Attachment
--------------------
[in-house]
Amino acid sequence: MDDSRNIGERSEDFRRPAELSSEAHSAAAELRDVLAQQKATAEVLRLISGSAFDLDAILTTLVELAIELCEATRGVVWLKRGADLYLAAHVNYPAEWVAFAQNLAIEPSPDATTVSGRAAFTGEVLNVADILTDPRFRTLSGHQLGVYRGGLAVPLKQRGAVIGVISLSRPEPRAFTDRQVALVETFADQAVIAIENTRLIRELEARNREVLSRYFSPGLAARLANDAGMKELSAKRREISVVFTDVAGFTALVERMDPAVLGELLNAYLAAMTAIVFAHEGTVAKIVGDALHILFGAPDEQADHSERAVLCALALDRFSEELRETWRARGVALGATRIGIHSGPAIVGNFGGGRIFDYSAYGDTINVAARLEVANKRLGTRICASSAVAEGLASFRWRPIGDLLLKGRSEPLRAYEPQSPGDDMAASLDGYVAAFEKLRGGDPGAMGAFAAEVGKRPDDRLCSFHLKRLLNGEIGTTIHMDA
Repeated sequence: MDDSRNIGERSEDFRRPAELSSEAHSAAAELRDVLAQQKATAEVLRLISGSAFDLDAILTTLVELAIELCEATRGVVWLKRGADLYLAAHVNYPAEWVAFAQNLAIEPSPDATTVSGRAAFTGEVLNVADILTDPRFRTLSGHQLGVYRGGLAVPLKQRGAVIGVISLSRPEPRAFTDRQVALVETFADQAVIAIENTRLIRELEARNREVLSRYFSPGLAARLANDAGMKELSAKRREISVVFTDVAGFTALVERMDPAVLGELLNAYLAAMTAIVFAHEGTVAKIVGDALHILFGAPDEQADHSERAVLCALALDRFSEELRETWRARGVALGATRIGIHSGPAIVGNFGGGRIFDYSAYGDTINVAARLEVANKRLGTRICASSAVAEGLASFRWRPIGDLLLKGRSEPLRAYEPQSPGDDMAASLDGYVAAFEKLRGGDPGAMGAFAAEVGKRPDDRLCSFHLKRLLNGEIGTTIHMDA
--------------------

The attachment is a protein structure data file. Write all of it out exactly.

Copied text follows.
[in-house]
Amino acid sequence: MDDSRNIGERSEDFRRPAELSSEAHSAAAELRDVLAQQKATAEVLRLISGSAFDLDAILTTLVELAIELCEATRGVVWLKRGADLYLAAHVNYPAEWVAFAQNLAIEPSPDATTVSGRAAFTGEVLNVADILTDPRFRTLSGHQLGVYRGGLAVPLKQRGAVIGVISLSRPEPRAFTDRQVALVETFADQAVIAIENTRLIRELEARNREVLSRYFSPGLAARLANDAGMKELSAKRREISVVFTDVAGFTALVERMDPAVLGELLNAYLAAMTAIVFAHEGTVAKIVGDALHILFGAPDEQADHSERAVLCALALDRFSEELRETWRARGVALGATRIGIHSGPAIVGNFGGGRIFDYSAYGDTINVAARLEVANKRLGTRICASSAVAEGLASFRWRPIGDLLLKGRSEPLRAYEPQSPGDDMAASLDGYVAAFEKLRGGDPGAMGAFAAEVGKRPDDRLCSFHLKRLLNGEIGTTIHMDA
Repeated sequence: MDDSRNIGERSEDFRRPAELSSEAHSAAAELRDVLAQQKATAEVLRLISGSAFDLDAILTTLVELAIELCEATRGVVWLKRGADLYLAAHVNYPAEWVAFAQNLAIEPSPDATTVSGRAAFTGEVLNVADILTDPRFRTLSGHQLGVYRGGLAVPLKQRGAVIGVISLSRPEPRAFTDRQVALVETFADQAVIAIENTRLIRELEARNREVLSRYFSPGLAARLANDAGMKELSAKRREISVVFTDVAGFTALVERMDPAVLGELLNAYLAAMTAIVFAHEGTVAKIVGDALHILFGAPDEQADHSERAVLCALALDRFSEELRETWRARGVALGATRIGIHSGPAIVGNFGGGRIFDYSAYGDTINVAARLEVANKRLGTRICASSAVAEGLASFRWRPIGDLLLKGRSEPLRAYEPQSPGDDMAASLDGYVAAFEKLRGGDPGAMGAFAAEVGKRPDDRLCSFHLKRLLNGEIGTTIHMDA